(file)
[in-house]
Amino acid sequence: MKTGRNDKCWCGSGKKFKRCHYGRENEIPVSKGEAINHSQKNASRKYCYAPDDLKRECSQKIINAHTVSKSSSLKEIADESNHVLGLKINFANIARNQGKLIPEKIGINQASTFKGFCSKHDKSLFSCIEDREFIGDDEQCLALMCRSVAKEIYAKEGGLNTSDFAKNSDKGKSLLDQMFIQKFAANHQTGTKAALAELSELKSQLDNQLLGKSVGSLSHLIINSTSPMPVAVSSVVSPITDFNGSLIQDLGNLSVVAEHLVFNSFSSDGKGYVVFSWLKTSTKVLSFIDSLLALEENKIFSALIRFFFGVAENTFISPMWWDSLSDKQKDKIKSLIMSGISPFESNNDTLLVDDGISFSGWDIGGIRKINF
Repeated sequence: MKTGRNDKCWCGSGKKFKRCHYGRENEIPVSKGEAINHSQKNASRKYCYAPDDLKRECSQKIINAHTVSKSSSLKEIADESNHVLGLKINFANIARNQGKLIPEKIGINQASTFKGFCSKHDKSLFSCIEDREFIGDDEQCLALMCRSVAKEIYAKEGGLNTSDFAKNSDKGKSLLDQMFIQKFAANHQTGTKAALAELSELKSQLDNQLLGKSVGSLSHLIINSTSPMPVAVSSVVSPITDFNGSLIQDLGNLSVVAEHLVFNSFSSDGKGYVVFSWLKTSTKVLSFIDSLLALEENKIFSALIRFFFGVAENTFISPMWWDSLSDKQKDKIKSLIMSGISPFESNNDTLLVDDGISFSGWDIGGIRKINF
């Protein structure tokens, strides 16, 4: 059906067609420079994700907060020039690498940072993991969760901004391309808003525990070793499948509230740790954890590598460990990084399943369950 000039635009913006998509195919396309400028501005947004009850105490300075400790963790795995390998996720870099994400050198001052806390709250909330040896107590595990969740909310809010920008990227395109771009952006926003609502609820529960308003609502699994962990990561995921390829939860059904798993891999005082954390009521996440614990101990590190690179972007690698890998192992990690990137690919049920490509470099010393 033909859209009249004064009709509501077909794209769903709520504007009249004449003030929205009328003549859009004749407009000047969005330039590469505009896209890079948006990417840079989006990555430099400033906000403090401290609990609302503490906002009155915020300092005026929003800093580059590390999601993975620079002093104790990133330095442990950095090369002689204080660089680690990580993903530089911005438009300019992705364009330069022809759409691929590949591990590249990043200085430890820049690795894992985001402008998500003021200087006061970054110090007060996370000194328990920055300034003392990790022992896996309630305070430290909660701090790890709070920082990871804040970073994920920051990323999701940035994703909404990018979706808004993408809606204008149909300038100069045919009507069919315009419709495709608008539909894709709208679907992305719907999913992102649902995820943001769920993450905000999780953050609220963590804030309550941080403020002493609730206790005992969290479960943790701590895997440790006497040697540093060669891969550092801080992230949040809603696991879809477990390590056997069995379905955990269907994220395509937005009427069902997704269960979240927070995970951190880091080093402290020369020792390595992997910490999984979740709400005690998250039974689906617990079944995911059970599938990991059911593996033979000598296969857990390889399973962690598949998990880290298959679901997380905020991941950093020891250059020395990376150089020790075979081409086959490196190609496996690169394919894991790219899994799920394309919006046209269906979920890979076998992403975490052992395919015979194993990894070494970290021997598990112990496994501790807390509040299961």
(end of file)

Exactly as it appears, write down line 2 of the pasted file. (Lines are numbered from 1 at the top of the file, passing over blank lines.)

Amino acid sequence: MKTGRNDKCWCGSGKKFKRCHYGRENEIPVSKGEAINHSQKNASRKYCYAPDDLKRECSQKIINAHTVSKSSSLKEIADESNHVLGLKINFANIARNQGKLIPEKIGINQASTFKGFCSKHDKSLFSCIEDREFIGDDEQCLALMCRSVAKEIYAKEGGLNTSDFAKNSDKGKSLLDQMFIQKFAANHQTGTKAALAELSELKSQLDNQLLGKSVGSLSHLIINSTSPMPVAVSSVVSPITDFNGSLIQDLGNLSVVAEHLVFNSFSSDGKGYVVFSWLKTSTKVLSFIDSLLALEENKIFSALIRFFFGVAENTFISPMWWDSLSDKQKDKIKSLIMSGISPFESNNDTLLVDDGISFSGWDIGGIRKINF